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ICC NOTE: On one hand, Myanmar’s new government releases political prisoners in an effort to follow what Aung San Suu Kyi considered to be a priority. On the other hand they continue to arrest and sentence individuals who are either in connection with or merely are in the vicinity of the various ethnic rebel groups. Whether the charges are legitimate or not, it is an example of the continued pursuit in quelling the bordering ethnic minorities pursuit of autonomy. To make matters worse as it has been reported by various news outlets including Radio Free Asia, the Kachin people and other ethnic minorities are in large part also ethnically Christian. As Myanmar is a majority Buddhist nation, the minority Christian and Muslim population have been historically persecuted. Certain inroads are being made to stop religious persecution but the fact remains the Rohingya are one of the most persecuted minorities in the world and the Kachin and Karen Christians continue to face persecution from the Burmese military through rape, torture, and murder. 

04/12/2016 Myanmar (Radio Free Asia) – A Myanmar court on Friday freed 69 detained students in keeping with a pledge by State Counselor Aung San Suu Kyi the previous day that releasing the detainees was an urgent priority of the new government.

Most of those let go during the first round of releases were students who had been jailed for more than a year while awaiting trial for participating in a protest against national education policy in March 2015 in the central Myanmar town of Letpadan in Tharrawaddy district.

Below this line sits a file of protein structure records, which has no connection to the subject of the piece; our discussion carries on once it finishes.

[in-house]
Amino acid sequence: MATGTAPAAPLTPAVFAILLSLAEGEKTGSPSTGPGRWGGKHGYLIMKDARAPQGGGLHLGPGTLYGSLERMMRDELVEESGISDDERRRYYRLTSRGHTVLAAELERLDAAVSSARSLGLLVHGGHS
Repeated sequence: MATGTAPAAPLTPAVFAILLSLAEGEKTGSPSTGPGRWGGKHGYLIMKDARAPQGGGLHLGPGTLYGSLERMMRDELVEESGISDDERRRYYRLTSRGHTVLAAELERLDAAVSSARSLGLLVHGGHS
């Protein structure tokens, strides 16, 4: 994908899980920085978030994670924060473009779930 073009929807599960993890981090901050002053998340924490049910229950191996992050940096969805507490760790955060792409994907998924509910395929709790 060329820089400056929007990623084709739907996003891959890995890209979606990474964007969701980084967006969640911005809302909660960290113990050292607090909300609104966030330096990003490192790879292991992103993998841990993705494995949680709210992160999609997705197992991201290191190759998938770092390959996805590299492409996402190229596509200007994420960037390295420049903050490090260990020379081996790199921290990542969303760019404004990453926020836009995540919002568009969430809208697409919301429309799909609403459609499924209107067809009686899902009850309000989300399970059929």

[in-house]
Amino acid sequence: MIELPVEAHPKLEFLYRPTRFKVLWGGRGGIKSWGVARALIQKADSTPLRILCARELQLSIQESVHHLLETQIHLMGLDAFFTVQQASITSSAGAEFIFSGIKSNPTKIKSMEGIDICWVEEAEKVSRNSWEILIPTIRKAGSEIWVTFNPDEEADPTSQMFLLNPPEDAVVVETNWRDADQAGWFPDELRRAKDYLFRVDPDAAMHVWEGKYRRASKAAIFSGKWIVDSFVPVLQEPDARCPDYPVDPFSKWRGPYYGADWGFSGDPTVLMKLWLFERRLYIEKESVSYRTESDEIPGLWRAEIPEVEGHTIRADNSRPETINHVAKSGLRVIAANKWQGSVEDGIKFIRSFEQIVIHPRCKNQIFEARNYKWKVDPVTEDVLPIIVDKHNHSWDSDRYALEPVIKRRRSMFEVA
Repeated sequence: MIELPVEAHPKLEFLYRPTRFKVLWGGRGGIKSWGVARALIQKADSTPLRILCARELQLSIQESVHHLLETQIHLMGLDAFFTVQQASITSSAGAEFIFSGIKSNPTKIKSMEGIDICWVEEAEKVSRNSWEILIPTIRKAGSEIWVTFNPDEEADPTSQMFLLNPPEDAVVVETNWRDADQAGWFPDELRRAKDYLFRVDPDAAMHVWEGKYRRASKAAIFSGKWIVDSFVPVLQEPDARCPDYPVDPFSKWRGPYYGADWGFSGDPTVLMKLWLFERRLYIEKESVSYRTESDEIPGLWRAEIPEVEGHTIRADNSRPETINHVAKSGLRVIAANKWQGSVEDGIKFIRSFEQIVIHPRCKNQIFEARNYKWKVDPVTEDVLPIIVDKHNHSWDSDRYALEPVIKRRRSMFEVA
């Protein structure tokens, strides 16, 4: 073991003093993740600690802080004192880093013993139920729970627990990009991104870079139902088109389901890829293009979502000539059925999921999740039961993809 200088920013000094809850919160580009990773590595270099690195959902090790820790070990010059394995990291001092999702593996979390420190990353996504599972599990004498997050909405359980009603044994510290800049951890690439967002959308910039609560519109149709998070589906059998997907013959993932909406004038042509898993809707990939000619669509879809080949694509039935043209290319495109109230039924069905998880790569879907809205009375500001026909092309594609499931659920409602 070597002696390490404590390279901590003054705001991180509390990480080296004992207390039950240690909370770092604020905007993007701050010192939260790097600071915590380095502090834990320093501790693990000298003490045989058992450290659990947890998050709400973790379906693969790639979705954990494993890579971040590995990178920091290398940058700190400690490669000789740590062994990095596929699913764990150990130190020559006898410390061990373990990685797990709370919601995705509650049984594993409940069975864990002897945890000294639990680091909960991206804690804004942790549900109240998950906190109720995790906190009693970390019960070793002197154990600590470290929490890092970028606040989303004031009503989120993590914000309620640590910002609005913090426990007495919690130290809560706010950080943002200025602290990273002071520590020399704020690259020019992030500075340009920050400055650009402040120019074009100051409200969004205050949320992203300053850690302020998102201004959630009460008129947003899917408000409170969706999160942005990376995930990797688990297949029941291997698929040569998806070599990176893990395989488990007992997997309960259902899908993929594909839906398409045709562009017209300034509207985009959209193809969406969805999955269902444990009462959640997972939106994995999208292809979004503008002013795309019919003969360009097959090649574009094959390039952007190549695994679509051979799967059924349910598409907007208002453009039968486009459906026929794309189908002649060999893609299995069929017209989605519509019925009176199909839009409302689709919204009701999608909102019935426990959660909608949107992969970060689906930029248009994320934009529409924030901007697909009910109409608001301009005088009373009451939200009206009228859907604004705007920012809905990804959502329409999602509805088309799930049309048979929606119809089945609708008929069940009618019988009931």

The initially peaceful demonstration had turned violent when students were beaten by police, resulting in the arrests of nearly 130 students and their supporters.

Tharrawaddy township judge Chit Myint said prosecutors decided to drop charges against all 72 detained activists, except for three of their leaders.

The trio—Phyo Phyo Aung, Min Thway Thit and Nanda Sitt Aung—are awaiting dismissals of similar charges by other courts in the commercial capital Yangon.

Mie Mie, an activist and prominent member of the 88 Generation Peace and Open Society Group, also was released.

“Some students and our colleagues remain in jail,” said Min Thway Thit. “We are not happy enough as we still have to try to win their freedom. We will try together with our people to have no political prisoners in jails.”

About 12 other student prisoners must wait until their next scheduled hearing to find out whether they too will be freed, Agence France-Presse reported.

(Full Article)